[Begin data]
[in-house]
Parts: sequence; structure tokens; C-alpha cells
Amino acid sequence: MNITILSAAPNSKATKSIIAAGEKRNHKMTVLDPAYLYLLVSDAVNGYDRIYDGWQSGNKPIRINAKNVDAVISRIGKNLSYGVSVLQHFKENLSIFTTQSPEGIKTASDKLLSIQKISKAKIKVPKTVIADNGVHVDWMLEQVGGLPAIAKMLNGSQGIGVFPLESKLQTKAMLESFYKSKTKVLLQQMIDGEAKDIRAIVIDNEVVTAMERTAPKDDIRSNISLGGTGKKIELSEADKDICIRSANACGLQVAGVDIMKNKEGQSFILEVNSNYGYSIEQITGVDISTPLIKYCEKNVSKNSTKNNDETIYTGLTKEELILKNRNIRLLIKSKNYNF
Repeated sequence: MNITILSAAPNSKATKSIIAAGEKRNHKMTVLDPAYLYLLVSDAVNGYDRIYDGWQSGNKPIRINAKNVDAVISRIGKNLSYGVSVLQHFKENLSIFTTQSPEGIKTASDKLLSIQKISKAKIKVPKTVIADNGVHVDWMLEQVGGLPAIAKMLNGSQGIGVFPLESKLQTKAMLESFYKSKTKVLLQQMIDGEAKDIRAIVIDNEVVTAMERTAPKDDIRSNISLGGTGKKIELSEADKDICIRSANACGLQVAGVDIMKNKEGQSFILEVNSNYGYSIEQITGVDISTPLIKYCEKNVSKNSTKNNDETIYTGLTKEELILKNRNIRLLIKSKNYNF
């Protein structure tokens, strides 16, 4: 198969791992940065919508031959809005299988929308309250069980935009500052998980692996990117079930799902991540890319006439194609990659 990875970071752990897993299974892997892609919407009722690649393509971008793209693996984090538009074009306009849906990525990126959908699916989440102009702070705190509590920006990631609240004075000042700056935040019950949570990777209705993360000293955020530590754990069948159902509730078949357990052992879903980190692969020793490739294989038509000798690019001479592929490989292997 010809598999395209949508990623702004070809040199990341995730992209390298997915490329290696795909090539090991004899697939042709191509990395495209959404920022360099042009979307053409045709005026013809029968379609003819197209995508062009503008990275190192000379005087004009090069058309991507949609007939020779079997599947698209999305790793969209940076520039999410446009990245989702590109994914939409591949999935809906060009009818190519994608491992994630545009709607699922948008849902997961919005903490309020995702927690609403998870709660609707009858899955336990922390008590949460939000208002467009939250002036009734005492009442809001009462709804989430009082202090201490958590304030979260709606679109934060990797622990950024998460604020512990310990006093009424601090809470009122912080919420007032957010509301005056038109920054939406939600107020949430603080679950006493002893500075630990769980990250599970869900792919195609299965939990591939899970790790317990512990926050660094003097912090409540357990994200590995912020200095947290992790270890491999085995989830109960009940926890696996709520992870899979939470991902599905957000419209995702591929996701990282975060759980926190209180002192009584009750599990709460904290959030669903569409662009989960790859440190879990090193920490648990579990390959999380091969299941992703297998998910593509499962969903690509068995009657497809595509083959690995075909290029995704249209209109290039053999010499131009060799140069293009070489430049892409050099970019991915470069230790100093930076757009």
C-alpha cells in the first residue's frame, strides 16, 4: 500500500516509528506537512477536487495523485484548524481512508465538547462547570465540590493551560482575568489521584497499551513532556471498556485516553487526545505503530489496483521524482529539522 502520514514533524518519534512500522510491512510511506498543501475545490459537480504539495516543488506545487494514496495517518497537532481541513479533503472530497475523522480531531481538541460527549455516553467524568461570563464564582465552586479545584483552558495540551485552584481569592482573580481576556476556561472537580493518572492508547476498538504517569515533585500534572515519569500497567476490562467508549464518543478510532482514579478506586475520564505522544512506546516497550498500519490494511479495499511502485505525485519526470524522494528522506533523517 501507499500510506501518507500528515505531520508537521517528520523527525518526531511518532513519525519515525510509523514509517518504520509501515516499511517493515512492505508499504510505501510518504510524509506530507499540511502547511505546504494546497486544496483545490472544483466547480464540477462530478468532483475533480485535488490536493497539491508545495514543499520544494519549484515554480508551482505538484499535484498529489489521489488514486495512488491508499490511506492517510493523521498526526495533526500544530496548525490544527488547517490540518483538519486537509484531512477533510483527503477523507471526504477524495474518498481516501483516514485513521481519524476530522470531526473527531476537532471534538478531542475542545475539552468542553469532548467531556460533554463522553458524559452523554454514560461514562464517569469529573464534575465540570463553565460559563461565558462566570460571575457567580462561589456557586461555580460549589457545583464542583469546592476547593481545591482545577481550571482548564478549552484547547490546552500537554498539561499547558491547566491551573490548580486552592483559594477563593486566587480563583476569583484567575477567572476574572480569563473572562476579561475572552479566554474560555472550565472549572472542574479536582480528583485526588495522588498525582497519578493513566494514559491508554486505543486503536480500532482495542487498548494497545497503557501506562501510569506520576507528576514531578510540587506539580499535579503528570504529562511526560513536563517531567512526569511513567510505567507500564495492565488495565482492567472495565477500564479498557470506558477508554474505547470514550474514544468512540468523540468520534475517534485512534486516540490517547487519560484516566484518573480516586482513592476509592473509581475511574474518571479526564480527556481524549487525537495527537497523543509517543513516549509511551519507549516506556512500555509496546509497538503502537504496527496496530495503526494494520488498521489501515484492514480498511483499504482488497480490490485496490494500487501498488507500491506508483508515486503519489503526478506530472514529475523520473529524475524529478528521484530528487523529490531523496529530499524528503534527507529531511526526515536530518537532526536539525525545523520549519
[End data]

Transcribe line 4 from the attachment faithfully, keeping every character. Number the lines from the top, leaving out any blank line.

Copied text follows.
Repeated sequence: MNITILSAAPNSKATKSIIAAGEKRNHKMTVLDPAYLYLLVSDAVNGYDRIYDGWQSGNKPIRINAKNVDAVISRIGKNLSYGVSVLQHFKENLSIFTTQSPEGIKTASDKLLSIQKISKAKIKVPKTVIADNGVHVDWMLEQVGGLPAIAKMLNGSQGIGVFPLESKLQTKAMLESFYKSKTKVLLQQMIDGEAKDIRAIVIDNEVVTAMERTAPKDDIRSNISLGGTGKKIELSEADKDICIRSANACGLQVAGVDIMKNKEGQSFILEVNSNYGYSIEQITGVDISTPLIKYCEKNVSKNSTKNNDETIYTGLTKEELILKNRNIRLLIKSKNYNF